Syrian supporters of Al-Nusra march in Aleppo
Syrian supporters of Al-Nusra march in AleppoAFP photo

A rift has developed among various terrorist groups, who until recently had overlooked religious differences to cooperate in fighting Israel and other western interests, as they find themselves fighting on different sides of the Shi'ite/Sunni fault line which increasingly characterizes fight for or against the rule of Bashar Al-Assad.

The Popular Front for the Liberation of Palestine General Command (PFLP-GC) terror group, which has conducted numerous terror attacks against Israel, is ready to defend Assad and ensure he remains president of Syria. Any group or nation that attacks Syria, said Popular Front spokesperson Anwar Rajah, will be a target of attack by Popular Front terrorists.

"Their interests will be our legitimate targets,” the terror group said.

On Friday, the IDF attacked a PFLP-GC base in south Lebanon. The attack came after terrorists from Lebanon fired several rockets at northern Israel. The Popular Front group in Lebanon is a leftist group, which in recent decades has aligned itself very closely with the Syrian regime, placing it in the same camp as the Shia Islamist group Hezbollah.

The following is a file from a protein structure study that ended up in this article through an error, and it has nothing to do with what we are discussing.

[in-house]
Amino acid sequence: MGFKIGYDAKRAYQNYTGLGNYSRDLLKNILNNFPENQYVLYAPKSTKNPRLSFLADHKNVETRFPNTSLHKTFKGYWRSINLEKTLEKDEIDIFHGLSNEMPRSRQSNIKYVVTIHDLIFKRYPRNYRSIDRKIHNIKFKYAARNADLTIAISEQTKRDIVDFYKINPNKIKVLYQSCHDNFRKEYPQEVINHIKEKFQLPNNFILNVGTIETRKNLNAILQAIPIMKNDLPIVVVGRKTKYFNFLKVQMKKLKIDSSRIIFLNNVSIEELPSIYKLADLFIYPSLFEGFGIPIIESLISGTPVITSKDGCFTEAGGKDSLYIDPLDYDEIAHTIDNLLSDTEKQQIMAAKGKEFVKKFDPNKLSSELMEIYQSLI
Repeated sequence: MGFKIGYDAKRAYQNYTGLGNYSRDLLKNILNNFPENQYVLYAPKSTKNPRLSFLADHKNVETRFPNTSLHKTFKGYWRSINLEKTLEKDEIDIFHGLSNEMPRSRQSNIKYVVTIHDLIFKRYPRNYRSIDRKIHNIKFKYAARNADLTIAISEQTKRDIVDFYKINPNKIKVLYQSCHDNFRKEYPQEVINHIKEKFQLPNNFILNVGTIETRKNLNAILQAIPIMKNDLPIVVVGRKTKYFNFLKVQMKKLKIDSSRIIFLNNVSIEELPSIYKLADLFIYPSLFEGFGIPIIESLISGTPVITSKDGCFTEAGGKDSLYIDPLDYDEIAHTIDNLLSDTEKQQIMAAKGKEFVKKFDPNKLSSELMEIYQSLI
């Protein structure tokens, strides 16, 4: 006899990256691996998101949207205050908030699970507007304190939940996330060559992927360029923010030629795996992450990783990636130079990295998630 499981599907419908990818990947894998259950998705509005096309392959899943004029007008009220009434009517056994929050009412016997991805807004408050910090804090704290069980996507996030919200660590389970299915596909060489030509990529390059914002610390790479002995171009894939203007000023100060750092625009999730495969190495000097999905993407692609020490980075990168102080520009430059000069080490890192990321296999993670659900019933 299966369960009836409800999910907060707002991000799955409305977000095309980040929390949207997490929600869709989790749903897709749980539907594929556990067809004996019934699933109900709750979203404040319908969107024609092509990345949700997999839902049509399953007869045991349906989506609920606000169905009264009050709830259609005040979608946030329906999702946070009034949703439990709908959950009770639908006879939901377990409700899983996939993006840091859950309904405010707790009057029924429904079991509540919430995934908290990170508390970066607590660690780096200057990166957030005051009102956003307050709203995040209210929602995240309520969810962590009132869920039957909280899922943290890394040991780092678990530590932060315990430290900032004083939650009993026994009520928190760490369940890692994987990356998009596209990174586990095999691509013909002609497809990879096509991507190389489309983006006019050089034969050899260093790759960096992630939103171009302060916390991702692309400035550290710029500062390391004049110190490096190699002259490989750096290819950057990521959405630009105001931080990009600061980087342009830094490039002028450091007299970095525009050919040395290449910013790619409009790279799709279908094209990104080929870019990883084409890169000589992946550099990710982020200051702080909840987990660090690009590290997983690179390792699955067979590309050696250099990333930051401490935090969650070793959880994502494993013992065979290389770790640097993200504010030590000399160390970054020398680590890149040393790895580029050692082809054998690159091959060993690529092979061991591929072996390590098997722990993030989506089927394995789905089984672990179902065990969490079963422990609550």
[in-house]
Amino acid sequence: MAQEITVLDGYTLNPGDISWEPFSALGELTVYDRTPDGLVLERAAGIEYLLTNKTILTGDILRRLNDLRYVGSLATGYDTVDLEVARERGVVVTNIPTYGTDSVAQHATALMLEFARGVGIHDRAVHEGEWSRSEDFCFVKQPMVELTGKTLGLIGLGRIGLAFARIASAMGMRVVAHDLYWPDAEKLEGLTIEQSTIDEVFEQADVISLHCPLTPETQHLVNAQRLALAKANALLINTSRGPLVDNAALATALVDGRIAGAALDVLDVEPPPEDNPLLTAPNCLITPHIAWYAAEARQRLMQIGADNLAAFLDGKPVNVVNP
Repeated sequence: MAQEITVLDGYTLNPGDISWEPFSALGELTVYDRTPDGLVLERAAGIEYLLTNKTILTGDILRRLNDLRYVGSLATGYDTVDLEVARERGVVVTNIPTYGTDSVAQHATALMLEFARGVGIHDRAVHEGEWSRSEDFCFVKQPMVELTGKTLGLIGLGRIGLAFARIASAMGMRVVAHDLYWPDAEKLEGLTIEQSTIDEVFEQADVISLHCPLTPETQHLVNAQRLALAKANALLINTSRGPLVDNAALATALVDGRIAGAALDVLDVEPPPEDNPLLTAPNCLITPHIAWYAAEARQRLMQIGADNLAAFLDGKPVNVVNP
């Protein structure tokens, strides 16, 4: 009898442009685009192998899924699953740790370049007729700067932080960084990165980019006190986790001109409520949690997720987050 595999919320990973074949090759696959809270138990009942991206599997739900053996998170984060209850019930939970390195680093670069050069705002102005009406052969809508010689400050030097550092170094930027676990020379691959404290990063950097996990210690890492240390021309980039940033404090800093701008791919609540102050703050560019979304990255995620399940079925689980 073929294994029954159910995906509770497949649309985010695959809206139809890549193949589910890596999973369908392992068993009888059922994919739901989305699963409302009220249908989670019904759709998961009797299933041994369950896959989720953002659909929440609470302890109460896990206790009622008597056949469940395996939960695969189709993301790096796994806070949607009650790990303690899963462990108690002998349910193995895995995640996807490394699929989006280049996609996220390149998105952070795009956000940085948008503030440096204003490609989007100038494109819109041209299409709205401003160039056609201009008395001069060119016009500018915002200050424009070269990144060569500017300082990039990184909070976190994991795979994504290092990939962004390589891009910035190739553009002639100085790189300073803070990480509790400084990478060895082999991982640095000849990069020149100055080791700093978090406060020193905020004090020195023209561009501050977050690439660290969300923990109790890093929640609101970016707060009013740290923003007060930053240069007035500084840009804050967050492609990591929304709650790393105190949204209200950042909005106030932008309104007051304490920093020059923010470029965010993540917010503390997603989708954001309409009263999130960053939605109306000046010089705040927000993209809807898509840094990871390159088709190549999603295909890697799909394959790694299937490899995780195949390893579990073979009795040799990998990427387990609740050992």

The Popular Front proclamation underscores a rift among terrorist factions regarding Assad. Hezbollah, the largest terror group in Syria, is allied with Assad, but many of the smaller rebel groups fighting against the Syrian president are affiliated with Al Qaeda. On Monday, reports said that the chief Islamist rebel group, Jabhat al-Nusra, which is very closely identified with Al Qaeda, executed the leader of Syria's Alawite community.

Sheikh Badar Razal, who headed the community, was kidnapped several weeks ago by rebel groups, as Al-Nusra conquered dozens of Alawite villages. Dozens of men have been killed, reports said, while the women and children are being held for ransom. Al-Nusra published a photo of Razal's body.

Alawite Islam is a faction of Shi'ite Islam; Assad is an Alawite, while his main Islamist allies, Hizbullah and Iran, are Shi'ite. Both Shi'ites and Alawites are regarded as heretics by Sunni Muslims, which Al-Qaeda is affiliated with.